3 min read 26 Jul 23
Japan is the world’s third largest economy1, yet the Japanese stock market has remained largely overlooked by global investors until recent months. The country’s corporate sector is undergoing a structural shift in mindset that was put in motion a decade ago, when former Prime Minister Abe started to bring about a change in the role that companies play in Japan’s economy. The implementation of a stewardship code in 2014 and a corporate governance code in 2015, for example, helped pave the way for Japanese companies to accept corporate governance and become more shareholder-friendly. This has opened the doors for investors to benefit from the release of the vast latent potential embedded in Japan’s equity market. This positive change is one of the reasons the asset class has recently been gaining attention from overseas investors.
At M&G, we have talked about our concept of “value-added shareholdership” extensively in the past. Here we want to use some specific examples to showcase how our brand of active investment can add to a positive investment outcome. Our investment program is built on decades of continued research and relationship-building with company management. This places us in the position to add value as a partner to our investee companies, pursuing a common goal of creating and releasing value.
Sanrio is a Japanese entertainment company that focuses on the kawaii – or ‘cute’ – segment of Japanese popular culture. Among its brands, Sanrio owns the intellectual property (IP) of Hello Kitty, along with dozens of other character IP assets such as Mr. Men.
M&G has been invested in, and engaged with, Sanrio for around three years. We saw a company that had spent decades skilfully building an IP portfolio of tremendous value, but that was underachieving its potential. With this in mind, we invested significant time communicating with Sanrio’s new management team, helping us to better understand the company’s strengths and weaknesses.
Dr Ryohei Yanagi, who is now the Deputy President of M&G Japan and has been our exclusive consultant on engagement in Japan, has been involved, ensuring that our long-term oriented intentions and recommendations have been appropriately communicated.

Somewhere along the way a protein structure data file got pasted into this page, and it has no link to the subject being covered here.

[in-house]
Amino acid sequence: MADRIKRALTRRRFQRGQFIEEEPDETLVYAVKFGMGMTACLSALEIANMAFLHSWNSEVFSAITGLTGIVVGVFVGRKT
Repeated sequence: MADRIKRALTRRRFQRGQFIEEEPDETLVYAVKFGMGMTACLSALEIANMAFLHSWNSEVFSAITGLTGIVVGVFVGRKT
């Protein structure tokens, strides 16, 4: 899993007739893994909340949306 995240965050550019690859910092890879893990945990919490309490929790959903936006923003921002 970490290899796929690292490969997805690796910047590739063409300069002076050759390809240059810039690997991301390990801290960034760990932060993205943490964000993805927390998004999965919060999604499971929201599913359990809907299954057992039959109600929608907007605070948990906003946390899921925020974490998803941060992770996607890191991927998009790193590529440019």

In what has become a highly constructive, two-way dialogue between M&G and Sanrio, the company has been extremely open to our ideas and suggestions, and acted on many of them. We are particularly proud that brainstorming sessions with the company regarding its China strategy were followed by significant action. In the last 3 years, Sanrio’s China business has evolved meaningfully. Not long after former Disney China executive Joy Wei was hired to spearhead growth, Sanrio announced a significant deal with Chinese e-ecommerce giant Alibaba which has been a positive factor for the company’s share price2.
Three years on, Sanrio is a transformed company. The company remains focused on its original mission of “delivering smiles” to the world, but now in the context of a robust commercial strategy that ensures sustainable growth and profitability. This type of transformation is not easy and the company deserves credit for what has been an intense period of change. M&G has worked hard to be a strong partner for the company during this effort. The market cap of this company has grown fourfold in the past three years as the market has come to appreciate the earnings potential of the vast IP the company owns. With the new management time so intently focused on sustainable growth, we believe there is more progress to come.
Across Japan’s corporate landscape, significant opportunity for self-help may be found in balance sheets and income statements alike. Nikon Corporation is a case in point. M&G invested in Nikon in December 2020.